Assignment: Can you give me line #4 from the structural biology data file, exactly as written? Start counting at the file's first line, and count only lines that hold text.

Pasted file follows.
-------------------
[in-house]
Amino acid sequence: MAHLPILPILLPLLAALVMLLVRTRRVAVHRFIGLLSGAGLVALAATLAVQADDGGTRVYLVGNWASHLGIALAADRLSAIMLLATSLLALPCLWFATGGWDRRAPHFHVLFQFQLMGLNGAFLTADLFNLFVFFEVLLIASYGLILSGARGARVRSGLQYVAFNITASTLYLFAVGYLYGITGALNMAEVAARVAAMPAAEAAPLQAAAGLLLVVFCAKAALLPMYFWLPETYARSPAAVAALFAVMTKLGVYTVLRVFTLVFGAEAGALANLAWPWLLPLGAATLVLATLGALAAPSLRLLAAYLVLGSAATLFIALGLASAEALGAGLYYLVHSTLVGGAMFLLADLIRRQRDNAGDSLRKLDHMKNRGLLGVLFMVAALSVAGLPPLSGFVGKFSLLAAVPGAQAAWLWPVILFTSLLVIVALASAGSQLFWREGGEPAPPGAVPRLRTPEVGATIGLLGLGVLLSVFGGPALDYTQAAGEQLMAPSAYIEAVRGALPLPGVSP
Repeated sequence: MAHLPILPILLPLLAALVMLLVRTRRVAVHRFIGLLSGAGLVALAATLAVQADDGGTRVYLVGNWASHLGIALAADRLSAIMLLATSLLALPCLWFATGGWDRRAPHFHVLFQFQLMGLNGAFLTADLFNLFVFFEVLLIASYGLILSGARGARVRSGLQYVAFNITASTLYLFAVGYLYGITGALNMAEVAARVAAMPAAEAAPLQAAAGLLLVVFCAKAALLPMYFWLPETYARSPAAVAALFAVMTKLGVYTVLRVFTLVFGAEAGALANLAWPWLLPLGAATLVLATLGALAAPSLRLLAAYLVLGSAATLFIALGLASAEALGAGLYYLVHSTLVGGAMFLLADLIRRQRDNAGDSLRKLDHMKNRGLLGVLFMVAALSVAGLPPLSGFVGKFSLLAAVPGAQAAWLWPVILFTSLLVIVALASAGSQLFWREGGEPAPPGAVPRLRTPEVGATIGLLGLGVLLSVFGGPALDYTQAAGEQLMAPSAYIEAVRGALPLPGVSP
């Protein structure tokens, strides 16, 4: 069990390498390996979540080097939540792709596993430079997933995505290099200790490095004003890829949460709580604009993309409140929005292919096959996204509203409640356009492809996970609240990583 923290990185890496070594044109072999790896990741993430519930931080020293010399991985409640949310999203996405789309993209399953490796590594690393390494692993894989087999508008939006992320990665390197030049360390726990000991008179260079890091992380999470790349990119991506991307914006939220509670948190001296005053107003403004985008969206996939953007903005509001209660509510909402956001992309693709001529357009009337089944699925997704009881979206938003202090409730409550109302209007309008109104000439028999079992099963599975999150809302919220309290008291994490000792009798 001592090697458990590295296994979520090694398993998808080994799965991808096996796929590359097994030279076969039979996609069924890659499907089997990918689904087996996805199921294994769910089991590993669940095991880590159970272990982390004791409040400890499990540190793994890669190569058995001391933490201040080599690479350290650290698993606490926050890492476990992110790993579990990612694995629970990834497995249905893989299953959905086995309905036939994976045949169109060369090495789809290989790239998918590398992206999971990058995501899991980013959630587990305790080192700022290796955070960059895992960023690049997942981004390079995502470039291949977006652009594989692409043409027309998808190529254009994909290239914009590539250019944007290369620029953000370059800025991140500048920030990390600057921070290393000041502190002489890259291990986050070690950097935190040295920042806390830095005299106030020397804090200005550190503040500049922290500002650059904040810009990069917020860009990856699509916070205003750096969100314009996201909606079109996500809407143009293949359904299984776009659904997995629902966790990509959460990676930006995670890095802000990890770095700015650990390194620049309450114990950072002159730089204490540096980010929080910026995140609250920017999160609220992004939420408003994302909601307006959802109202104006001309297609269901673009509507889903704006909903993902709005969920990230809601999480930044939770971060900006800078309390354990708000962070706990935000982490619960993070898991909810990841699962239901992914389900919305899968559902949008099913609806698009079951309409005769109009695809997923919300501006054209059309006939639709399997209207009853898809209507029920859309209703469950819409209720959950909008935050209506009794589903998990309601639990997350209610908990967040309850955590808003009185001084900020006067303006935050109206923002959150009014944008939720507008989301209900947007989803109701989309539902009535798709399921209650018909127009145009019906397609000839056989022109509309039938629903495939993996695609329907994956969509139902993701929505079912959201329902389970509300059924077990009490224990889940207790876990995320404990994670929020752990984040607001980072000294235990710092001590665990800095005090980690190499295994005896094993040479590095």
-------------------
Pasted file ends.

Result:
């Protein structure tokens, strides 16, 4: 069990390498390996979540080097939540792709596993430079997933995505290099200790490095004003890829949460709580604009993309409140929005292919096959996204509203409640356009492809996970609240990583 923290990185890496070594044109072999790896990741993430519930931080020293010399991985409640949310999203996405789309993209399953490796590594690393390494692993894989087999508008939006992320990665390197030049360390726990000991008179260079890091992380999470790349990119991506991307914006939220509670948190001296005053107003403004985008969206996939953007903005509001209660509510909402956001992309693709001529357009009337089944699925997704009881979206938003202090409730409550109302209007309008109104000439028999079992099963599975999150809302919220309290008291994490000792009798 001592090697458990590295296994979520090694398993998808080994799965991808096996796929590359097994030279076969039979996609069924890659499907089997990918689904087996996805199921294994769910089991590993669940095991880590159970272990982390004791409040400890499990540190793994890669190569058995001391933490201040080599690479350290650290698993606490926050890492476990992110790993579990990612694995629970990834497995249905893989299953959905086995309905036939994976045949169109060369090495789809290989790239998918590398992206999971990058995501899991980013959630587990305790080192700022290796955070960059895992960023690049997942981004390079995502470039291949977006652009594989692409043409027309998808190529254009994909290239914009590539250019944007290369620029953000370059800025991140500048920030990390600057921070290393000041502190002489890259291990986050070690950097935190040295920042806390830095005299106030020397804090200005550190503040500049922290500002650059904040810009990069917020860009990856699509916070205003750096969100314009996201909606079109996500809407143009293949359904299984776009659904997995629902966790990509959460990676930006995670890095802000990890770095700015650990390194620049309450114990950072002159730089204490540096980010929080910026995140609250920017999160609220992004939420408003994302909601307006959802109202104006001309297609269901673009509507889903704006909903993902709005969920990230809601999480930044939770971060900006800078309390354990708000962070706990935000982490619960993070898991909810990841699962239901992914389900919305899968559902949008099913609806698009079951309409005769109009695809997923919300501006054209059309006939639709399997209207009853898809209507029920859309209703469950819409209720959950909008935050209506009794589903998990309601639990997350209610908990967040309850955590808003009185001084900020006067303006935050109206923002959150009014944008939720507008989301209900947007989803109701989309539902009535798709399921209650018909127009145009019906397609000839056989022109509309039938629903495939993996695609329907994956969509139902993701929505079912959201329902389970509300059924077990009490224990889940207790876990995320404990994670929020752990984040607001980072000294235990710092001590665990800095005090980690190499295994005896094993040479590095």